2. The Roman Governors of Judea, by whom Paul was tried for his life, declared, at his trials, that no crime was alleged against him, but only his holding opinions, which his accusers said were contrary to their religion, Acts xxv. 18, 19. They likewise declared, that he had been guilty of no crime against the State, Acts xxvi. 31. Heresy, therefore being the only charge laid to the apostle's charge, and that circumstance being made known, by the governor of Judea, to his judges at Rome, they must have had a favourable opinion of his cause. pears likewise from what the apostle himself wrote to the Phi-' lippians, chap. i. 12. I wish you to know, brethren, that the things, which have befallen me, have turned out rather to the advancement of the gospel. 13. For my bonds on account of Christ are become manifest in the whole palace, and in all other places. His being sent a prisoner to Rome, and his defending himself before his judges, either in person, or by writings presented to them, had made the cause of his bonds well known in the palace and in all other places, to be, not any crime, but his having preached salvation to the Gentiles through Christ, without requiring them to obey the law of Moses. He therefore was fully persuaded by the Lord, ihat even he himself should soon come to them, Philip. ii. 24. and abide some time with them, Phil. i. 25. and sent them the salutation of Cæsar's household, Philip. iv. 22. by whose good offices he hoped to be set at liberty. But, when he wrote his second epistle to Timothy, his judges, considering the things laid to his charge as crimes against the State, were so enraged against him, that he called his escaping condemnation, when he made his first answer, a being delivered out of the mouth of the lion, 2 Tim. iv. 17. And having no hope of being acquitted at his next hearing, he looked for nothing but immcdiate death, 2 Tim. iv. 6. I am already poured out, and the time of my departure hath come.-7. I have finished the race.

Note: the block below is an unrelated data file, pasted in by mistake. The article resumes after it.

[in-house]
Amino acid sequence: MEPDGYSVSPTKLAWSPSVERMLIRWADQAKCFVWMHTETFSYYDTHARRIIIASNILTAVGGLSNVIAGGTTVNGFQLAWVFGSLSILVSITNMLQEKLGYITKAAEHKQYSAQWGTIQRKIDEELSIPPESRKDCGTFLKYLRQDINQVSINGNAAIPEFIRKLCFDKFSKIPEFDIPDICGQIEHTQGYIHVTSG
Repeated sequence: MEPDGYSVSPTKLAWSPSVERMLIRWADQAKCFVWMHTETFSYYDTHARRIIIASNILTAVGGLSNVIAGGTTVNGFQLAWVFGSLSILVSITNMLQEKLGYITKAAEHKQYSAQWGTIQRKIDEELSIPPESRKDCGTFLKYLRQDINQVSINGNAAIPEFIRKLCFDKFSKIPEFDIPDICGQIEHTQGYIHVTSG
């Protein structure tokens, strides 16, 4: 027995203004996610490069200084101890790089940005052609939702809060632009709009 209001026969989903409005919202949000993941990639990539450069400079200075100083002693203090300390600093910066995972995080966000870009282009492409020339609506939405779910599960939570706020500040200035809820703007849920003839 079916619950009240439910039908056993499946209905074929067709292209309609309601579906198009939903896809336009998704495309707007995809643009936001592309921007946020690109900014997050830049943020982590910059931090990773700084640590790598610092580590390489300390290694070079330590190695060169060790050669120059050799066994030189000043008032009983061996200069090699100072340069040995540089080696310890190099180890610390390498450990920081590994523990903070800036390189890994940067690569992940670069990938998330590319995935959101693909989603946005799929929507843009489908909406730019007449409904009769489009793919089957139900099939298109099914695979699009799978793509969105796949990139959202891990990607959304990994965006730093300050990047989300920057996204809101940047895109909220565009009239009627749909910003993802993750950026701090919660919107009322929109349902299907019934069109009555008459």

3. The boldness with which the apostle preached the gospel to all who came to him, during the confinement mentioned by Luke in the Acts, and the success with which he defended himself against his accusers, encouraged others to preach the gospel without fear; so that he had fellow-labourers then in abundance. Philip. i. 14. Many of the brethren in the Lord, being assured by my bonds, have become much more bold to speak the word without fear. At that time also he had tlic service of many affectionate friends; such as Mark, Timothy, Luke, Tychicus, Aristarchus, and others, mentioned, Col. iv. 7. 10, 11, 12. 14.